Global_Report

Belarus

The International Federation of Journalists has condemned the latest
attempt to force the closure of the remaining independent daily in
Belarus, the Narodnaya Volya. The state-owned printing house,
Chyrvonaya Zorka, and the state-run distribution systems informed the
Narodnaya Volya that they would be cancelling their contracts,
effectively forcing the closure of the paper. www.ifex.org

China

China’s Ministry of Information has announced a series of measures
aimed at controlling bloggers, informal organisations and internetonly
news sites. The rules aim to promote the dissemination of “healthy and
civilised news”. Websites and portals must now “give priority” to news
and opinion material that has already appeared in the state-run print
media. It is not certain whether the laws curtail the use of the
internet to break and develop news stories not reported by the official
media. www.rferl.org

United States

Senator John Warner, chairman of the Senate Armed Services
Committee, has asked the Pentagon to address concerns about the safety
of journalists in Iraq. Warner raised the issue at a hearing in
Washington with defence secretary Donald Rumsfeld (also pictured) and
senior commanders.

Warner’s request came after he received copies of letters to
Rumsfeld written by the Committee to Protect Journalists, as well as a
separate letter from Reuters news agency and a telephone request from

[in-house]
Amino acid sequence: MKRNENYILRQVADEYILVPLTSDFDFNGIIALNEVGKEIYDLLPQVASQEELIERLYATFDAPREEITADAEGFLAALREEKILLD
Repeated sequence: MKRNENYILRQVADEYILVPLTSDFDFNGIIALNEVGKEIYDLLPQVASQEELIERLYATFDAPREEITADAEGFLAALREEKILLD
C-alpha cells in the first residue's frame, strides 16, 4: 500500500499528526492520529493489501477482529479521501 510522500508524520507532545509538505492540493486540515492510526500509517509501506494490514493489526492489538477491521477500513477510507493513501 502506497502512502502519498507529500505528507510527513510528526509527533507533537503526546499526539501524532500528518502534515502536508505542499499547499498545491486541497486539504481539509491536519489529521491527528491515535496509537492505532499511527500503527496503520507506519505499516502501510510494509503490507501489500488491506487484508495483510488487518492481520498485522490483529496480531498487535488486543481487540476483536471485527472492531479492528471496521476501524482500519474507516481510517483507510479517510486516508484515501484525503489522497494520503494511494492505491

Paul Steiger, CPJ chairman and managing editor of The Wall Street
Journal. These outlined several security issues facing journalists in
Iraq. The CPJ said that since the 2003 invasion, US forces had
routinely detained Iraqi journalists for weeks or months without charge
or due process. www.cpj.org

Somalia

The National Union of Somali Journalists (NUSOJ) has condemned the
arrest of journalist Awale Jama’ Salad last week in the Bari region in
Puntland. The editor of the STN radio station in Bossasso was arrested
after Ahmed Taran, the attorney of Bari region, made allegations
against him. The editor was accused of writing an abusive article about
the jail conditions he encountered after being detained without charge
in July. His detention was allegedly due to the radio station’s
reporting on the mayoral campaign in Bossasso. www.apfw.org

Niger

A magazine journalist has been jailed for reporting on alleged
corruption in the distribution of food aid during the famine in Niger.

Abdoulaye Harouna, publication director of the monthly Echos
Express, was convicted of defaming the local governor, Yahaya Yendaka.
He was sentenced to four months in jail and fined 520,000 CFA francs
(£540). Harouna’s article accused the governor of corruption in the
distribution of aid in the Agadez region. Harouna faces prosecution on
another count of defaming Yendaka, after an article that alleged
intimidation by local authorities against journalists. www.ifex.org

South Africa

The South African National Editors’ Forum (Sanef) has applauded The
Star newspaper for taking action against a reporter who gave evidence
for the state in a case he was covering. Alameen Templeton was taken
off the murder case of Nelson Chisale, who died after being thrown into
a lion enclosure by Mark Scott-Crossley and two farm workers.
Templeton’s editor, Moegsien Williams, said his impartiality had been
compromised by the testimony. The reporter has since resigned. The
newspaper’s lawyers will request the court to expunge Templeton’s
evidence, Williams said. www.mg.co.za

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